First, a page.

Search Results

You are looking at 1 - 1 of 1 items for

  • Author: Olobayo Kunle x
Clear All Modify Search
Open access

Martins Emeje, Lucy John-Africa, Yetunde Isimi, Olobayo Kunle and Sabinus Ofoefule

Eudraginated polymer blends: A potential oral controlled drug delivery system for theophylline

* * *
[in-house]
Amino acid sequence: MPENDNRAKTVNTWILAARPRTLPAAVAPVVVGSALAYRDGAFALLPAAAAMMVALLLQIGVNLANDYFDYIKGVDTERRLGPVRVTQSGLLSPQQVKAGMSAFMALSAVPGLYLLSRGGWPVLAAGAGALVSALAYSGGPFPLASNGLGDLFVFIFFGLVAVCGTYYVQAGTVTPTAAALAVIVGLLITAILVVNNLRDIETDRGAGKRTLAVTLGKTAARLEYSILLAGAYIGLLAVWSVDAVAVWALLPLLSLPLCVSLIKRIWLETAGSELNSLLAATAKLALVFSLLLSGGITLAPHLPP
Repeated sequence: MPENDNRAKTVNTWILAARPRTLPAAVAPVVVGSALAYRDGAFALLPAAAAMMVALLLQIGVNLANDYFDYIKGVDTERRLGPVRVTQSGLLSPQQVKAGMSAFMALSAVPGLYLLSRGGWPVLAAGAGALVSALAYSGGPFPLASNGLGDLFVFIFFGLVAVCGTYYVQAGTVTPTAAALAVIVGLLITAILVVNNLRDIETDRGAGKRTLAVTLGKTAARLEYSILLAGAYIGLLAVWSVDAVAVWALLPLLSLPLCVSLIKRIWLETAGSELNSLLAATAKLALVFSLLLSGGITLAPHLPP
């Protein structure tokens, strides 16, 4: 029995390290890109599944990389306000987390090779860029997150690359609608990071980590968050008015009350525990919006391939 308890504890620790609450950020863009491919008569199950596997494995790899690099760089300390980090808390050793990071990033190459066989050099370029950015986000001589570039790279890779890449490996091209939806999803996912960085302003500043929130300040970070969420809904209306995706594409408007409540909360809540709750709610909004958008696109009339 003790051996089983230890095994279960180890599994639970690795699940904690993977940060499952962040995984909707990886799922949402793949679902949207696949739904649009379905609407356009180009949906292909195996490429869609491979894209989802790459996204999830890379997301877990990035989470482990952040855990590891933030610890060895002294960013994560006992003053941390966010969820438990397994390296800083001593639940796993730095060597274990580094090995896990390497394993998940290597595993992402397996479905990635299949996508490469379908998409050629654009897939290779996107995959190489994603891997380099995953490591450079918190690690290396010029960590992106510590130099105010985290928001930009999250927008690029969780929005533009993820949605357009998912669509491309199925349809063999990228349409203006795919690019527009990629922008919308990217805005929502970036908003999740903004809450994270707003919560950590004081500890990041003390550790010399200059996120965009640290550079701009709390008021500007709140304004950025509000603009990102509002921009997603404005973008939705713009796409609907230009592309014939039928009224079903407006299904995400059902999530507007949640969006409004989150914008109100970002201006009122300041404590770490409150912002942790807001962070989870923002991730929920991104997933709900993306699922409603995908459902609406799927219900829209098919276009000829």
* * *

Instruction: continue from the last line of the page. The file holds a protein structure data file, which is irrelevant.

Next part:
Sustained release (SR) dosage forms enable prolonged and continuous deposition of the drug in the gastrointestinal (GI) tract and improve the bioavailability of medications characterized by a narrow absorption window. In this study, a new strategy is proposed for the development of SR dosage forms for theophylline (TPH). Design of the delivery system was based on a sustained release formulation, with a modified coating technique and swelling features aimed to extend the release time of the drug. Different polymers, such as Carbopol 71G (CP), sodium carboxymethylcellulose (SCMC), ethylcellulose (EC) and their combinations were tried. Prepared matrix tablets were coated with a 5 % (m/m) dispersion of Eudragit (EUD) in order to get the desired sustained release profile over a period of 24 h. Various formulations were evaluated for micromeritic properties, drug concentration and in vitro drug release. It was found that the in vitro drug release rate decreased with increasing the amount of polymer. Coating with EUD resulted in a significant lag phase in the first two hours of dissolution in the acidic pH of simulated gastric fluid (SGF) due to decreased water uptake, and hence decreased driving force for drug release. Release became faster in the alkaline pH of simulated intestinal fluid (SIF) owing to increased solubility of both the coating and matrixing agents. The optimized formulation was subjected to in vivo studies in rabbits and the pharmacokinetic parameters of developed formulations were compared with the commercial (Asmanyl®) formulation. Asmanyl® tablets showed faster absorption (t max 4.0 h) compared to the TPH formulation showing a t max value of 8.0 h. The Cmax and AUC values of TPH formulation were significantly (p < 0.05) higher than those for Asmanyl®, revealing relative bioavailability of about 136.93 %. Our study demonstrated the potential usefulness of eudraginated polymers for the oral delivery of the sparingly soluble drug theophylline.